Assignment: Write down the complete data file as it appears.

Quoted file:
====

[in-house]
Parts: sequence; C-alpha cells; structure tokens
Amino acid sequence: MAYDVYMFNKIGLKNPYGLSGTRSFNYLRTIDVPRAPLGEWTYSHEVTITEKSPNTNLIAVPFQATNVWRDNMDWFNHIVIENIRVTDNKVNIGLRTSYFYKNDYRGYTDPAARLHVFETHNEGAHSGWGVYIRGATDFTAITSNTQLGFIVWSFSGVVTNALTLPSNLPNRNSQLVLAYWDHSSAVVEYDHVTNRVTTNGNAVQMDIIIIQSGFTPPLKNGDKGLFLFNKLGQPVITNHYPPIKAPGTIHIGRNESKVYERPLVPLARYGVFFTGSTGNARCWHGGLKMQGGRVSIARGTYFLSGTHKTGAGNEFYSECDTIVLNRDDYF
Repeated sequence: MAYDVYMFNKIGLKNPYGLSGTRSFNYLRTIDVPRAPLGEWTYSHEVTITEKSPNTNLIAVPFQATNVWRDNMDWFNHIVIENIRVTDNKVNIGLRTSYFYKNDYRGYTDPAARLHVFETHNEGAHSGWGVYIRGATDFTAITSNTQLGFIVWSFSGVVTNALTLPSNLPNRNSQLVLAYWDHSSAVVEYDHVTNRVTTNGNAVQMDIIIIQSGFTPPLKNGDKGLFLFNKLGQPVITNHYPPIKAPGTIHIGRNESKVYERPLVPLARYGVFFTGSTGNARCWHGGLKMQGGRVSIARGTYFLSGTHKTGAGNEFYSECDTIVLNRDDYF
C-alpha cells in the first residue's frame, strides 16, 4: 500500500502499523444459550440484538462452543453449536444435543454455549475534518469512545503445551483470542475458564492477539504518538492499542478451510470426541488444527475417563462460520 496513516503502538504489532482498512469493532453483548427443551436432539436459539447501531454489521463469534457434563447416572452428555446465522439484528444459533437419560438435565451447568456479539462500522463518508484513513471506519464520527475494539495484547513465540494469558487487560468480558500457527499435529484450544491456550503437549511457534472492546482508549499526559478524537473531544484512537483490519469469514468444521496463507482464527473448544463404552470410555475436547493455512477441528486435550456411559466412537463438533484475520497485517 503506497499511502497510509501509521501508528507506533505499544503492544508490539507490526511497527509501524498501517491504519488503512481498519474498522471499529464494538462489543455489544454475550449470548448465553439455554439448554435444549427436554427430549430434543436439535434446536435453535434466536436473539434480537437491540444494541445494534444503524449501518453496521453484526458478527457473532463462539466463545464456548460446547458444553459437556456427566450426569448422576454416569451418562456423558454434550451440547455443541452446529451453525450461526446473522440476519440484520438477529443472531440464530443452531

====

[in-house]
Parts: sequence; C-alpha cells; structure tokens
Amino acid sequence: MAYDVYMFNKIGLKNPYGLSGTRSFNYLRTIDVPRAPLGEWTYSHEVTITEKSPNTNLIAVPFQATNVWRDNMDWFNHIVIENIRVTDNKVNIGLRTSYFYKNDYRGYTDPAARLHVFETHNEGAHSGWGVYIRGATDFTAITSNTQLGFIVWSFSGVVTNALTLPSNLPNRNSQLVLAYWDHSSAVVEYDHVTNRVTTNGNAVQMDIIIIQSGFTPPLKNGDKGLFLFNKLGQPVITNHYPPIKAPGTIHIGRNESKVYERPLVPLARYGVFFTGSTGNARCWHGGLKMQGGRVSIARGTYFLSGTHKTGAGNEFYSECDTIVLNRDDYF
Repeated sequence: MAYDVYMFNKIGLKNPYGLSGTRSFNYLRTIDVPRAPLGEWTYSHEVTITEKSPNTNLIAVPFQATNVWRDNMDWFNHIVIENIRVTDNKVNIGLRTSYFYKNDYRGYTDPAARLHVFETHNEGAHSGWGVYIRGATDFTAITSNTQLGFIVWSFSGVVTNALTLPSNLPNRNSQLVLAYWDHSSAVVEYDHVTNRVTTNGNAVQMDIIIIQSGFTPPLKNGDKGLFLFNKLGQPVITNHYPPIKAPGTIHIGRNESKVYERPLVPLARYGVFFTGSTGNARCWHGGLKMQGGRVSIARGTYFLSGTHKTGAGNEFYSECDTIVLNRDDYF
C-alpha cells in the first residue's frame, strides 16, 4: 500500500502499523444459550440484538462452543453449536444435543454455549475534518469512545503445551483470542475458564492477539504518538492499542478451510470426541488444527475417563462460520 496513516503502538504489532482498512469493532453483548427443551436432539436459539447501531454489521463469534457434563447416572452428555446465522439484528444459533437419560438435565451447568456479539462500522463518508484513513471506519464520527475494539495484547513465540494469558487487560468480558500457527499435529484450544491456550503437549511457534472492546482508549499526559478524537473531544484512537483490519469469514468444521496463507482464527473448544463404552470410555475436547493455512477441528486435550456411559466412537463438533484475520497485517 503506497499511502497510509501509521501508528507506533505499544503492544508490539507490526511497527509501524498501517491504519488503512481498519474498522471499529464494538462489543455489544454475550449470548448465553439455554439448554435444549427436554427430549430434543436439535434446536435453535434466536436473539434480537437491540444494541445494534444503524449501518453496521453484526458478527457473532463462539466463545464456548460446547458444553459437556456427566450426569448422576454416569451418562456423558454434550451440547455443541452446529451453525450461526446473522440476519440484520438477529443472531440464530443452531